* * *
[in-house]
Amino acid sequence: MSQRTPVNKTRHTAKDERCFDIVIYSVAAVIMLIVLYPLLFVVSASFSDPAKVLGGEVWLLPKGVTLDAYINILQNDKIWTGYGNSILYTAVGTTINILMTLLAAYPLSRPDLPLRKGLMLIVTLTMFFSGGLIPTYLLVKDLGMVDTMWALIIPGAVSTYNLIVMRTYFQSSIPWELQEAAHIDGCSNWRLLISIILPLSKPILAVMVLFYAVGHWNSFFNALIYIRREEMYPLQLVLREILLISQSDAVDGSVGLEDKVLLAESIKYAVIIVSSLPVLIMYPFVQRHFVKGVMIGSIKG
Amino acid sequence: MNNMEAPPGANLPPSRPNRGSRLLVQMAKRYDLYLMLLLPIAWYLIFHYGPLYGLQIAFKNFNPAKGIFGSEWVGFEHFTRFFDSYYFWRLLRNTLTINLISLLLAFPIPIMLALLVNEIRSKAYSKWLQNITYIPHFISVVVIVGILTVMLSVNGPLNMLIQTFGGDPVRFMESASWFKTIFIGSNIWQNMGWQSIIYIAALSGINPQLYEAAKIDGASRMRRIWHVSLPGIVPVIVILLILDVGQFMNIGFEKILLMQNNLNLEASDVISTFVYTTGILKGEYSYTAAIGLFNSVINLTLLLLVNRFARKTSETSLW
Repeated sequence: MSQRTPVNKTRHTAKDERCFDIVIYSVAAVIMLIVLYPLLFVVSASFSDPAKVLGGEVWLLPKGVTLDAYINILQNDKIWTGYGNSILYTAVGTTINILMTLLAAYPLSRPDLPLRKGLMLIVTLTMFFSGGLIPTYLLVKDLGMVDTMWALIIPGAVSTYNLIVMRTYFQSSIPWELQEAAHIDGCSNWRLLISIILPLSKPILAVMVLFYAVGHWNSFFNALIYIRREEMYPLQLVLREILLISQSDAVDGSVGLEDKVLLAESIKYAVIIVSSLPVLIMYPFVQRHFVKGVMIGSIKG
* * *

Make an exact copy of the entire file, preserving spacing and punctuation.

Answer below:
[in-house]
Amino acid sequence: MSQRTPVNKTRHTAKDERCFDIVIYSVAAVIMLIVLYPLLFVVSASFSDPAKVLGGEVWLLPKGVTLDAYINILQNDKIWTGYGNSILYTAVGTTINILMTLLAAYPLSRPDLPLRKGLMLIVTLTMFFSGGLIPTYLLVKDLGMVDTMWALIIPGAVSTYNLIVMRTYFQSSIPWELQEAAHIDGCSNWRLLISIILPLSKPILAVMVLFYAVGHWNSFFNALIYIRREEMYPLQLVLREILLISQSDAVDGSVGLEDKVLLAESIKYAVIIVSSLPVLIMYPFVQRHFVKGVMIGSIKG
Amino acid sequence: MNNMEAPPGANLPPSRPNRGSRLLVQMAKRYDLYLMLLLPIAWYLIFHYGPLYGLQIAFKNFNPAKGIFGSEWVGFEHFTRFFDSYYFWRLLRNTLTINLISLLLAFPIPIMLALLVNEIRSKAYSKWLQNITYIPHFISVVVIVGILTVMLSVNGPLNMLIQTFGGDPVRFMESASWFKTIFIGSNIWQNMGWQSIIYIAALSGINPQLYEAAKIDGASRMRRIWHVSLPGIVPVIVILLILDVGQFMNIGFEKILLMQNNLNLEASDVISTFVYTTGILKGEYSYTAAIGLFNSVINLTLLLLVNRFARKTSETSLW
Repeated sequence: MSQRTPVNKTRHTAKDERCFDIVIYSVAAVIMLIVLYPLLFVVSASFSDPAKVLGGEVWLLPKGVTLDAYINILQNDKIWTGYGNSILYTAVGTTINILMTLLAAYPLSRPDLPLRKGLMLIVTLTMFFSGGLIPTYLLVKDLGMVDTMWALIIPGAVSTYNLIVMRTYFQSSIPWELQEAAHIDGCSNWRLLISIILPLSKPILAVMVLFYAVGHWNSFFNALIYIRREEMYPLQLVLREILLISQSDAVDGSVGLEDKVLLAESIKYAVIIVSSLPVLIMYPFVQRHFVKGVMIGSIKG